It has been good to meet up with lots of friends at various events over the past few weeks, what a fantastic summer it has been for getting out and about.
Let us hope the weather holds through harvest.
I do enjoy hearing what is going on around the country and catching up with all the news – it is amazing how a few miles can make such a significant difference to the development of crops and the weather patterns.
In catching up, I have become very aware that the only real downside of writing this piece is that when I get chatting people already know what I have been up to or who my latest issue is with.
Casual comments about what I write range from advice on grain marketing being useful to how certain good friends are called in by their father to read Farmers Weekly when it arrives in the post.
Probably the most interesting comes from one of the most prominent individuals in the industry who tells me that his wife looks forward my regular performance and sets the diary to the required five weekly interval.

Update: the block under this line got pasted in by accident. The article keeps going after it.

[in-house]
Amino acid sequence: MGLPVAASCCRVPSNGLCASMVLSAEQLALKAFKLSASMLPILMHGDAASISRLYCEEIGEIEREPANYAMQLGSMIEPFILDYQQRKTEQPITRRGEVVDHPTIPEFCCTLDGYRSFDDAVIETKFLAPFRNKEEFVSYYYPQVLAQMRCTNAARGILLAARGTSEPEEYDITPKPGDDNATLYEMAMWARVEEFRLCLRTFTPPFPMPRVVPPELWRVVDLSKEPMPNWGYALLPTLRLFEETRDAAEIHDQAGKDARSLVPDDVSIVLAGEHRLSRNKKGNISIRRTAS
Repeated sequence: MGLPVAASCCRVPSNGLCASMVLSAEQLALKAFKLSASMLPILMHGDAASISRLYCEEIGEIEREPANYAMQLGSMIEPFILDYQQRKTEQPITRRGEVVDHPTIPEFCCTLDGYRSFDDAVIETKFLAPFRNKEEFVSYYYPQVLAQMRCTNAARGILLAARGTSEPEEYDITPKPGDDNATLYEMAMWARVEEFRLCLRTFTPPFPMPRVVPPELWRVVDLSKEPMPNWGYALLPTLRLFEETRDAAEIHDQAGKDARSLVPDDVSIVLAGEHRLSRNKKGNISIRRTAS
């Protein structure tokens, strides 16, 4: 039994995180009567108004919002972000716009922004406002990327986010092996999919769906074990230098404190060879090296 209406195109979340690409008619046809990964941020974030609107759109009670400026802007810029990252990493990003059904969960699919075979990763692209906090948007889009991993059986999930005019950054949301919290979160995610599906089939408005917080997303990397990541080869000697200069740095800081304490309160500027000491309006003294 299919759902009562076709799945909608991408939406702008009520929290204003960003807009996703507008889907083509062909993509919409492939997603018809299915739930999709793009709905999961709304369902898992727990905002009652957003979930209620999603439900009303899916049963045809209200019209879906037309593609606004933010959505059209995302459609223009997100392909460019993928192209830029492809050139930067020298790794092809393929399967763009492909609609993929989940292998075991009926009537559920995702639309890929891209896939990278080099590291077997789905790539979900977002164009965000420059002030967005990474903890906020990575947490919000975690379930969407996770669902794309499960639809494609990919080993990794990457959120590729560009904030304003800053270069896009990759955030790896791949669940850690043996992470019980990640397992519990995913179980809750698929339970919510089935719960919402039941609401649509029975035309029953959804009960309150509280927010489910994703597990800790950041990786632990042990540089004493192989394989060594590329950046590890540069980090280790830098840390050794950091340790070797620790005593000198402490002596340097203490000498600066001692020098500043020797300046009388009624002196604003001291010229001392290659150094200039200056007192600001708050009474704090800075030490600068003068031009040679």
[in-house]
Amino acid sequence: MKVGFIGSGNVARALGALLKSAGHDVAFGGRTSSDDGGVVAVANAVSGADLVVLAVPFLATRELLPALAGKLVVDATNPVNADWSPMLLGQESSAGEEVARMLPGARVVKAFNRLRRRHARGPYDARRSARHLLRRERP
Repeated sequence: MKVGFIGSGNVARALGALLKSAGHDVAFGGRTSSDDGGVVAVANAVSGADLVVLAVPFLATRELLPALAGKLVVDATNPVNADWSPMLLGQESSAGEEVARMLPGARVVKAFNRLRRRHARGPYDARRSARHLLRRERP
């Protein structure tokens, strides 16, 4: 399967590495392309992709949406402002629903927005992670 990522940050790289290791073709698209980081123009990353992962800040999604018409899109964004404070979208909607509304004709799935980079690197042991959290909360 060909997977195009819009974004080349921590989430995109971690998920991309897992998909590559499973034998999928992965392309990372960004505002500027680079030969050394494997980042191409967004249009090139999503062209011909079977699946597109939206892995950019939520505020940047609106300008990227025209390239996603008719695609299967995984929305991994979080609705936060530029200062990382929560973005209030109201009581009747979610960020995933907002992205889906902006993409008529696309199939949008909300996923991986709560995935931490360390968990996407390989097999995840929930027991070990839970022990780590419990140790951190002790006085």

This all really does concern me.
“There is nothing like looking after 10,000 “happy” campers for a long weekend to make livestock keeping seem relatively easy.”
What if I get it wrong and how can I, or you for that matter, cope with such expectation?
As usual that time of the year has leapt upon us – harvest is here.
The rush to get grain stores cleaned out, Red Tractor inspection passed, combine serviced and ready to go all cause the usual element of panic, especially when we get a heat wave that scorches the last of the moisture out of the cereals.
Thankfully, there’s just enough grass left in the river meadows to keep the lambs and our fantastic Red Poll calves growing away, although they do seem to be able to cope without a lot of nutrients for most of the year.
Before I write again we will have hosted our second music festival of the summer. There is nothing like looking after 10,000 “happy” campers for a long weekend to make livestock keeping seem relatively easy, but the rewards make it all worthwhile.
Andrew Blenkiron manages the 4,400ha Euston Estate, south of Thetford. Principal farm enterprises are combinable and root crops, including sugar beet. In addition the estate supports let land, sheep, outdoor pigs, poultry, suckler cows, horses and stewardship.